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Wed, November 16th, 2022 - 7:00AM
Thu, November 17th, 2022 - 7:00AM
Conditions Summary

This update comes in the middle of a spell of quiet weather, which is expected to persist for a few more days before an upper level high pressure ridge moves out of the area, giving way to more active weather later in the week. For now, there are two main things to watch for if you plan to travel in the mountains.

Wind Slabs: Yesterday we found a widespread layer of surface hoar on the snow surface (more details here) all the way from the highway to the ridgetop. Sunday’s storm finished warm and left a thin crust up to around 3000′ just below the surface. With the clear skies we’ve had since then, that crust has already started to turn into facets, leaving plenty of snow on the surface to be blown around. Winds increased slightly yesterday afternoon and are expected to blow 10-20 mph out of the east through tomorrow. This will likely build fresh wind slabs on top of a weak layer- the perfect combination for an avalanche. Be on the lookout for active wind loading, and watch for signs like shooting cracks and fresh avalanche activity as a warning that a person could trigger an avalanche.

The October facet layer on the ground is a tricky one. It is showing signs of gaining strength in our snowpits (details here and here). On the other hand, we saw another round of big avalanches failing on the ground after last Sunday’s storm (details). Without another round of loading, it seems unlikely for a person to trigger an avalanche on this layer, but we are still working with limited info and trying to figure out how reactive this layer is.

Observations are starting to trickle in from Summit Lake, and signs are pointing to a thin snowpack with weak snow at the bottom. Skiers reported poor stability test results and multiple collapses at Manitoba yesterday (details here), and there was a large natural avalanche on Butch that failed near the ground after Sunday’s storm. Keep this poor structure in mind if you are thinking about checking out the Summit area.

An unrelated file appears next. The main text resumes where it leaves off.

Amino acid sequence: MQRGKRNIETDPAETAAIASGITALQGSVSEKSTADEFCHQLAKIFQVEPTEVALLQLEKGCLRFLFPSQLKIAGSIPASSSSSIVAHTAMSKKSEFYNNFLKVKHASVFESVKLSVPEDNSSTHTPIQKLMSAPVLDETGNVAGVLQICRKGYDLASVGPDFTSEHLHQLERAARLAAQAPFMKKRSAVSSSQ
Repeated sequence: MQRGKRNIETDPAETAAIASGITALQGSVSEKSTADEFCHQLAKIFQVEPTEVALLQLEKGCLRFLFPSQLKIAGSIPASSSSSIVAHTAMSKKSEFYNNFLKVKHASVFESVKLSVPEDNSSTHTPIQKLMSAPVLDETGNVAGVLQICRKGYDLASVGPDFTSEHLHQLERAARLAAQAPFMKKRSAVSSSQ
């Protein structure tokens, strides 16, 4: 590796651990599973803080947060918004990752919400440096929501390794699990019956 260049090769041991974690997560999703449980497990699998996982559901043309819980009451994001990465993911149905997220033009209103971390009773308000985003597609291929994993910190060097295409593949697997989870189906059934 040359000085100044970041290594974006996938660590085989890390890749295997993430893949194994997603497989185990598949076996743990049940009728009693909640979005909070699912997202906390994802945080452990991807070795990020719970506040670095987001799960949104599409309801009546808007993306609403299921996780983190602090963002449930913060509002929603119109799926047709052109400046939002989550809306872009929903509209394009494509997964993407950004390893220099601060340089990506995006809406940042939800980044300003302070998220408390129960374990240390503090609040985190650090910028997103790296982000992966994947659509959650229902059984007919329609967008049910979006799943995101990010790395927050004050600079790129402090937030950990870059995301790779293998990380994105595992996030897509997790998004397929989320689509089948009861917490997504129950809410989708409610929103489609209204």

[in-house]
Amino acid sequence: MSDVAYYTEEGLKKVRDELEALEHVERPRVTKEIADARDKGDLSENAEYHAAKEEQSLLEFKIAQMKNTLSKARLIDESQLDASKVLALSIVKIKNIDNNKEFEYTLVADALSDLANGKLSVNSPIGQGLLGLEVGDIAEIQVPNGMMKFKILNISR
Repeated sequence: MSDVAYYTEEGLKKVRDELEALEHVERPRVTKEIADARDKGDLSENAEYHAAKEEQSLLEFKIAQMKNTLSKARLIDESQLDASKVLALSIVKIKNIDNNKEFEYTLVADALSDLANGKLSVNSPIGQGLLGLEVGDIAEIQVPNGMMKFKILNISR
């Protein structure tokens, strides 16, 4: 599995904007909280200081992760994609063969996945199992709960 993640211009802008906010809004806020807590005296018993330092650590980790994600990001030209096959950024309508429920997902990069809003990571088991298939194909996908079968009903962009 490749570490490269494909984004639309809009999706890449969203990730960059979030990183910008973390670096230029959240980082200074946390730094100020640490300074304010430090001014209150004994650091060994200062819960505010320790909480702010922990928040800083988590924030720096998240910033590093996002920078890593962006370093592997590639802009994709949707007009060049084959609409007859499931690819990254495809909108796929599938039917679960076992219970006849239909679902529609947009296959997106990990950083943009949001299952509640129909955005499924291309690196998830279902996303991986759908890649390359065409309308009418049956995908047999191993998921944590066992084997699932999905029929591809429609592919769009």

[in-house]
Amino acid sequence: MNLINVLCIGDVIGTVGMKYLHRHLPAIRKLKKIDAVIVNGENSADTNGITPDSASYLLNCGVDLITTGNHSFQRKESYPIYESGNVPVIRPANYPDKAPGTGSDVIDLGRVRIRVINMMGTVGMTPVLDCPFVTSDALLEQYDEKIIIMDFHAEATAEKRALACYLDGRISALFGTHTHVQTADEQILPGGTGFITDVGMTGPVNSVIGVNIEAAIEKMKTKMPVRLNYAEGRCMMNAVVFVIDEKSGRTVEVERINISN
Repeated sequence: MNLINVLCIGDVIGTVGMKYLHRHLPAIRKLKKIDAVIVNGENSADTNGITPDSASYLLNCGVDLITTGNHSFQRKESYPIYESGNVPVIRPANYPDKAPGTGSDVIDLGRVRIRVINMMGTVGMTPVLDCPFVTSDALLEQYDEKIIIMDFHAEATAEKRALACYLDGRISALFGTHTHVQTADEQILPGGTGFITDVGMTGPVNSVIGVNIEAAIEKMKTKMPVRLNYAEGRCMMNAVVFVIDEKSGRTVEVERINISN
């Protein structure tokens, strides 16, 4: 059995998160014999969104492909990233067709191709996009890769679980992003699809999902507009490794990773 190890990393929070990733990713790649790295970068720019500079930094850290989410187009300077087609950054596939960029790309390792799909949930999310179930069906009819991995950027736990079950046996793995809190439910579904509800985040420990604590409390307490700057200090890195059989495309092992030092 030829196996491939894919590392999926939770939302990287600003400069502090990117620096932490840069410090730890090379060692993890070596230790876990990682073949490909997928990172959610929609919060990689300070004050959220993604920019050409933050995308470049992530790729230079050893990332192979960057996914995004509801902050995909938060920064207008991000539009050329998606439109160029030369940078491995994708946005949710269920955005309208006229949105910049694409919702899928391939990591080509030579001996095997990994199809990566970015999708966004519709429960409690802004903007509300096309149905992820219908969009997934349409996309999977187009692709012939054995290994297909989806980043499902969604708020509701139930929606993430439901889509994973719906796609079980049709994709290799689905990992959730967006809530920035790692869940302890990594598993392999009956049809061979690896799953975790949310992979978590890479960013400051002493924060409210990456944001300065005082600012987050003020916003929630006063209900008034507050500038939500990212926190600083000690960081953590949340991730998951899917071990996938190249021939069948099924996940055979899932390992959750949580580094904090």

Weather Outlook: It is looking like we have a few more days of quiet weather before things pick up later in the week. Highs today and tomorrow are looking to be in the mid to upper 30’s F, with easterly winds at 10-20 mph. High clouds today will bring a chance for some light precipitation today, and with the rain line all the way up at 4000′ this would unfortunately mean drizzle for most of the advisory area. Be on the lookout for a change in the pattern starting Friday night, as the high pressure ridge moves east and chances for precipitaiton increase. For now it is looking like any precipitation will be light, but the snow line should fall as precip picks up.

Avalanche Center Operations: One more conditions update will be issued this Saturday (11/19) with daily avalanche forecasts starting middle of next week, Thanksgiving week.

Avalanches like this one on Seattle Ridge’s Widowmaker will be possible on slopes where winds are building fresh wind slabs on top of weak snow. Photo: Zach Behney, 11.14.2022

A continuous layer of surface hoar on the surface will make any fresh wind slabs a little more reactive than usual. Photo from 3600′ on Sunburst 11.15.2022.

Recent avalanches like this one on Pastoral serve as a reminder that the October facet layer is still lurking down there on some slopes. 11.15.2022

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This is a general backcountry avalanche advisory issued for Turnagain Arm with Turnagain Pass as the core advisory area. This advisory does not apply to highways, railroads or operating ski areas.